Your Year in Nonfiction

“Non-fiction, and in particular the literary memoir, the stylised recollection of personal experience, is often as much about character and story and emotion as fiction is.” -Chimamanda Ngozi Adichie

Since my little baby blog is new to the interwebs, I thought it would be fun to participate in a blogging event! My first ever– eep. If you are interested in participating in the Nonfiction November event, see the announcement here at JulzReads.

Now, I have been very candid with you all about my feelings toward nonfiction. I feel that it is great for learning, sometimes great for humor, but not as enticing as the fiction genre, and I often struggle to fully commit to nonfiction reads. Ironically, when I did my own writing in college all I could manage to effectively write was nonfiction. It is what it is.

I digress. Because I haven’t always enjoyed nonfiction, my yearly reads do tend to reflect that. Last year, I read 33 nonfiction books out of a total 130 books. Don’t worry, I did a quick calculation– that’s 25%. Not awful, since I profess to dislike nonfiction. This year is another case. I have read 89 books in 2019! I take pride in this, as it was a year of many life changes–not the most stable environment for reading time. Only 11 (I’m not kidding, this is preposterous) of those books have been nonfiction! I will highlight here the ones that I enjoyed the most; truth be told, I really did love some of these!

2019: FAVORITE NONFICTION READS

Introverted Mom, Jamie C. Martin: What a gem. I love this book so much! You can read a full review here, but this book is one best read by a very specific type of person. It’s all about motherhood, and introversion (those are the “duh” points), but also literature, Christianity, human relationships. I just think this was the perfect read at a really crucial time in my life. It’s hard learning how to be a mother, even harder when you are introverted and have difficulty spending all of your time with another person (even if that person is less than a year old and knows formal language other than “mama”). It was both encouraging and gave me something to look forward in my journey as a parent.

Things My Son Needs to Know About the World, Fredrik Backman: I know that you’re tired of hearing me talk about Fredrik Backman, but I just don’t think I will. I love him far too much. This was an absolute delight. It was probably particularly enjoyable because I am in the stage of life that Backman was when writing much of the book; we are currently fully enveloped in the late nights, pregnancy, diapers and baby food stage of life. My husband listened to this while harvesting this summer, and he said that he was laughing so hard in the tractor that he was concerned someone might drive down the road and question his sanity. So much fun, so relatable.

Garlic and Sapphires, Ruth Reichl: If you read nonfiction and don’t know who Ruth Reichl is, I’m shocked. She’s the best. I also love to read about food– eating is one of my great passions (I’m sure I’m the only one đŸ˜‰) and she writes about food with such character. Honestly, her story sounds like a fictional novel’s premise: restaurant critic for the New York Times decides to adopt a few disguises and personas for her visits so that she may have a genuine experience at each restaurant she chooses to review. I mean, it’s a great idea for fiction, and an even better story in reality! In addition, Reichl decides to up-end the entire tradition of food reviews by selecting restaurants that are new and exciting, featuring diverse menus and food options. It took me a bit to read (because that’s just how nonfiction goes for me), but I was happy that I did.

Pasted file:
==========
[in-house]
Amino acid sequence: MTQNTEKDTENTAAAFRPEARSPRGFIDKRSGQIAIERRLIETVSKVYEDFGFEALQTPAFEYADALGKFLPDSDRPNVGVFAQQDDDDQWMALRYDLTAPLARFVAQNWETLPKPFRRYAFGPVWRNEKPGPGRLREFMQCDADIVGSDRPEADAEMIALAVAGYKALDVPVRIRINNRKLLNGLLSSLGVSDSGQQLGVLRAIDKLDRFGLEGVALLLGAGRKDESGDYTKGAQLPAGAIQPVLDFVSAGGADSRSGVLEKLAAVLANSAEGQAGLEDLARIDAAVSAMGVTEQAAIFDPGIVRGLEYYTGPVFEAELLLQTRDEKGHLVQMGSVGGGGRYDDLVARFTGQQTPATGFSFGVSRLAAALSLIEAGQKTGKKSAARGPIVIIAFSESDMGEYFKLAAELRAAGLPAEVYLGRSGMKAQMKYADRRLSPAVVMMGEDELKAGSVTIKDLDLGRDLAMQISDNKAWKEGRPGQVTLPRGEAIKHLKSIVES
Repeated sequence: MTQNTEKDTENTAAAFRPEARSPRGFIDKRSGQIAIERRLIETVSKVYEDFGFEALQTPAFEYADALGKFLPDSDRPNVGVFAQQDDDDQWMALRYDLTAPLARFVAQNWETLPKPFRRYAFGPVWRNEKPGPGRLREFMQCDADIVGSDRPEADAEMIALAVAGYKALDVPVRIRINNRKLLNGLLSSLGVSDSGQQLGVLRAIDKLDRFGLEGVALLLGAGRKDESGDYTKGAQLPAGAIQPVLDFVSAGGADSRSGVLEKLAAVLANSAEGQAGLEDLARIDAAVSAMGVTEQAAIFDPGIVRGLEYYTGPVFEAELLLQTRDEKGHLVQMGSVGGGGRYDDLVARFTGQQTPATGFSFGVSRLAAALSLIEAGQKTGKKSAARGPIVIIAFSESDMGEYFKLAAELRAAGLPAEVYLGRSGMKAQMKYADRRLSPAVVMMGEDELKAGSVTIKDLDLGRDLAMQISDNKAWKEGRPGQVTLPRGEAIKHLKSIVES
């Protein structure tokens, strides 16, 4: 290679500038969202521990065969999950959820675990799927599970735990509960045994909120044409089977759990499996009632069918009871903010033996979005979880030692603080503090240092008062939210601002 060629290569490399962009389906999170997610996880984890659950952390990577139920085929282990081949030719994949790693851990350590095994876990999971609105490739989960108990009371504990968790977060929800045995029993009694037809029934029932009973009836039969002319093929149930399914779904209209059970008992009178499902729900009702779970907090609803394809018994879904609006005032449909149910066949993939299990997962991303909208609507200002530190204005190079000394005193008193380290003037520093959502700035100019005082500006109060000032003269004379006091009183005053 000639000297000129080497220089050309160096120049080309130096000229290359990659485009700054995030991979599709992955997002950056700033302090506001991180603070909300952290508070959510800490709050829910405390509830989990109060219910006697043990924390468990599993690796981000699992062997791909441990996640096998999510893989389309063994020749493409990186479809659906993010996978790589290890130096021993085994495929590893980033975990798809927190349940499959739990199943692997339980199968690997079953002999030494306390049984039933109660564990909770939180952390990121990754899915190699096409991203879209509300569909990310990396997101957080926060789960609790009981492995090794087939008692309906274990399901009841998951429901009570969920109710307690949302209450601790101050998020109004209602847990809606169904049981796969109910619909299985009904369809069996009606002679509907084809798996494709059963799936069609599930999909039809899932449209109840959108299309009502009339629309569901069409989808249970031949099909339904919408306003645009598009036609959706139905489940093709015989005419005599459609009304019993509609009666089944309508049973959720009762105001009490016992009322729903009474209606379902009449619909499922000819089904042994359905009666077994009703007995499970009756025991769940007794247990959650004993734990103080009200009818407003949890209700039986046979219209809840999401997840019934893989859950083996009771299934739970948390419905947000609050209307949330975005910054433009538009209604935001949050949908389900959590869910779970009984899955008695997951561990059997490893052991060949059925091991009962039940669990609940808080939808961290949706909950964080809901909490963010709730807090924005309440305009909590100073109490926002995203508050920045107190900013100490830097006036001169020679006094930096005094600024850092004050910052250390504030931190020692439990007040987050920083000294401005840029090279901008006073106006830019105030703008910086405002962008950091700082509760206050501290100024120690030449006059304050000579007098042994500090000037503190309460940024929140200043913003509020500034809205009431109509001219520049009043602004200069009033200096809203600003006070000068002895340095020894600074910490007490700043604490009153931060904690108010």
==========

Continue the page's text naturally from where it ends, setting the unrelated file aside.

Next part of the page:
Inheritance, Dani Shapiro: This is my very favorite type of nonfiction; it’s both exciting and reflective. Shapiro writes in this memoir about discovering through an at-home DNA test that the father who raised her was not her biological father. As a result of this discovery, she goes on to reflect on faith, family, and identity through the lens of what she now understands to be true. I do particularly like nonfiction that explores faith; I find that the personal exploration of faith is the most relatable for me. When I am in a particularly introspective mood, it’s faith that I always come back to, and I love reading about the existence of other people’s faith. How is their experience like mine? And if I don’t want to be reading about faith, then I want to be reading about family. Honestly, there’s nothing like the relationship you have with your family, and I’m fascinated by what these connections look like. Shapiro does a brilliant thing looking at both of these aspects of the human existence. It’s beautiful, really.

Inspired, Rachel Held Evans: It’s painful to even write about this book. I felt that I learned so much from it, and I have to accept the harsh reality that no more works will be coming from Rachel Held Evans, as she tragically and unexpectedly passed away earlier this year. I come from a very Baptist background– pastor’s daughter, associational leaders’ kid, church camp counselor, etc. It was refreshing to read about Christ from a totally different perspective, freeing. So many valid ways of looking at scripture, at understanding how the Bible’s relevance is lasting and true. If you are a person of faith, I think this is one you should read. And anything else she wrote. And praise God that you were able to read her words.

Closing Remarks

The above books were rewarding reading experiences, but even more so, they reminded me that just because something isn’t in my preferred genre doesn’t mean I can’t enjoy and learn from it. Take this post as a challenge to pursue the things that you think you don’t like. You might be surprised by the outcome!

Until next time, happy reading!

One thought on “Your Year in Nonfiction

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